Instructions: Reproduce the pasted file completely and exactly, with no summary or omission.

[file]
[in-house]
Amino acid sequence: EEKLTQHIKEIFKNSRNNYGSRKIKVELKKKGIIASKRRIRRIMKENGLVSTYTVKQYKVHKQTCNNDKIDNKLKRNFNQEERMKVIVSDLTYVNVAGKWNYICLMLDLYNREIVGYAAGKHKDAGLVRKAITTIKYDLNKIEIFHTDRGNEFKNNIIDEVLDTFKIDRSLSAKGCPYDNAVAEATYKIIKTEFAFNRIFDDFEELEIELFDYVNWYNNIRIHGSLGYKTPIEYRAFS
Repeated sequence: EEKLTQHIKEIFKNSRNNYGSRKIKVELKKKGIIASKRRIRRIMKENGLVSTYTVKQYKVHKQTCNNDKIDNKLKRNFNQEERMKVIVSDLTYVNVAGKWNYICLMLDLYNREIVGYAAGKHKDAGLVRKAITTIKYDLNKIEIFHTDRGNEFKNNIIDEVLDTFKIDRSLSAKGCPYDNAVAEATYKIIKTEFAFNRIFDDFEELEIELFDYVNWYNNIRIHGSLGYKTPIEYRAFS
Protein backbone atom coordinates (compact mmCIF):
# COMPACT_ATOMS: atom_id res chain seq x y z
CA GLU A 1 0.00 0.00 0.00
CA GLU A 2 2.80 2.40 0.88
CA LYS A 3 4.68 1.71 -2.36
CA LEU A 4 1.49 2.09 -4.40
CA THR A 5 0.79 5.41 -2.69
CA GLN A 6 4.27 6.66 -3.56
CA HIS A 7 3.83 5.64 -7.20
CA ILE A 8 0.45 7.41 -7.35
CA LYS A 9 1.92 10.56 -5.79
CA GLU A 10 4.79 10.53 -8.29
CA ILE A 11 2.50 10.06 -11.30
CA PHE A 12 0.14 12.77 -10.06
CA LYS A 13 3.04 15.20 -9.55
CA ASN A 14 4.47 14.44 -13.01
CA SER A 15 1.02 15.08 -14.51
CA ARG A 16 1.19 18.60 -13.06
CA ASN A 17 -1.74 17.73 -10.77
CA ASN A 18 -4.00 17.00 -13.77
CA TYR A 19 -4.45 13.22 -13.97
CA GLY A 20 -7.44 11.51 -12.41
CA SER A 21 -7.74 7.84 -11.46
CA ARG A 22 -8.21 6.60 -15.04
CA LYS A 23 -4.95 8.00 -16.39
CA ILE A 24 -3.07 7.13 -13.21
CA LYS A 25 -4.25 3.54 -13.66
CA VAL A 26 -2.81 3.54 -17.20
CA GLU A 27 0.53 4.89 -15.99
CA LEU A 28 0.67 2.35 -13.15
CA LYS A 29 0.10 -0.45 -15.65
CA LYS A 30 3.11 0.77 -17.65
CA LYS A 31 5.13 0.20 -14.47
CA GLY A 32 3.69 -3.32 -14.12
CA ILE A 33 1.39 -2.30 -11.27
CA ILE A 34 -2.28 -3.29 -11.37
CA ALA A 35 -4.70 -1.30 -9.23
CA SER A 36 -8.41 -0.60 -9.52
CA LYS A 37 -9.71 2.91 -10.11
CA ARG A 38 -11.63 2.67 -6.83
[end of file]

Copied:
[in-house]
Amino acid sequence: EEKLTQHIKEIFKNSRNNYGSRKIKVELKKKGIIASKRRIRRIMKENGLVSTYTVKQYKVHKQTCNNDKIDNKLKRNFNQEERMKVIVSDLTYVNVAGKWNYICLMLDLYNREIVGYAAGKHKDAGLVRKAITTIKYDLNKIEIFHTDRGNEFKNNIIDEVLDTFKIDRSLSAKGCPYDNAVAEATYKIIKTEFAFNRIFDDFEELEIELFDYVNWYNNIRIHGSLGYKTPIEYRAFS
Repeated sequence: EEKLTQHIKEIFKNSRNNYGSRKIKVELKKKGIIASKRRIRRIMKENGLVSTYTVKQYKVHKQTCNNDKIDNKLKRNFNQEERMKVIVSDLTYVNVAGKWNYICLMLDLYNREIVGYAAGKHKDAGLVRKAITTIKYDLNKIEIFHTDRGNEFKNNIIDEVLDTFKIDRSLSAKGCPYDNAVAEATYKIIKTEFAFNRIFDDFEELEIELFDYVNWYNNIRIHGSLGYKTPIEYRAFS
Protein backbone atom coordinates (compact mmCIF):
# COMPACT_ATOMS: atom_id res chain seq x y z
CA GLU A 1 0.00 0.00 0.00
CA GLU A 2 2.80 2.40 0.88
CA LYS A 3 4.68 1.71 -2.36
CA LEU A 4 1.49 2.09 -4.40
CA THR A 5 0.79 5.41 -2.69
CA GLN A 6 4.27 6.66 -3.56
CA HIS A 7 3.83 5.64 -7.20
CA ILE A 8 0.45 7.41 -7.35
CA LYS A 9 1.92 10.56 -5.79
CA GLU A 10 4.79 10.53 -8.29
CA ILE A 11 2.50 10.06 -11.30
CA PHE A 12 0.14 12.77 -10.06
CA LYS A 13 3.04 15.20 -9.55
CA ASN A 14 4.47 14.44 -13.01
CA SER A 15 1.02 15.08 -14.51
CA ARG A 16 1.19 18.60 -13.06
CA ASN A 17 -1.74 17.73 -10.77
CA ASN A 18 -4.00 17.00 -13.77
CA TYR A 19 -4.45 13.22 -13.97
CA GLY A 20 -7.44 11.51 -12.41
CA SER A 21 -7.74 7.84 -11.46
CA ARG A 22 -8.21 6.60 -15.04
CA LYS A 23 -4.95 8.00 -16.39
CA ILE A 24 -3.07 7.13 -13.21
CA LYS A 25 -4.25 3.54 -13.66
CA VAL A 26 -2.81 3.54 -17.20
CA GLU A 27 0.53 4.89 -15.99
CA LEU A 28 0.67 2.35 -13.15
CA LYS A 29 0.10 -0.45 -15.65
CA LYS A 30 3.11 0.77 -17.65
CA LYS A 31 5.13 0.20 -14.47
CA GLY A 32 3.69 -3.32 -14.12
CA ILE A 33 1.39 -2.30 -11.27
CA ILE A 34 -2.28 -3.29 -11.37
CA ALA A 35 -4.70 -1.30 -9.23
CA SER A 36 -8.41 -0.60 -9.52
CA LYS A 37 -9.71 2.91 -10.11
CA ARG A 38 -11.63 2.67 -6.83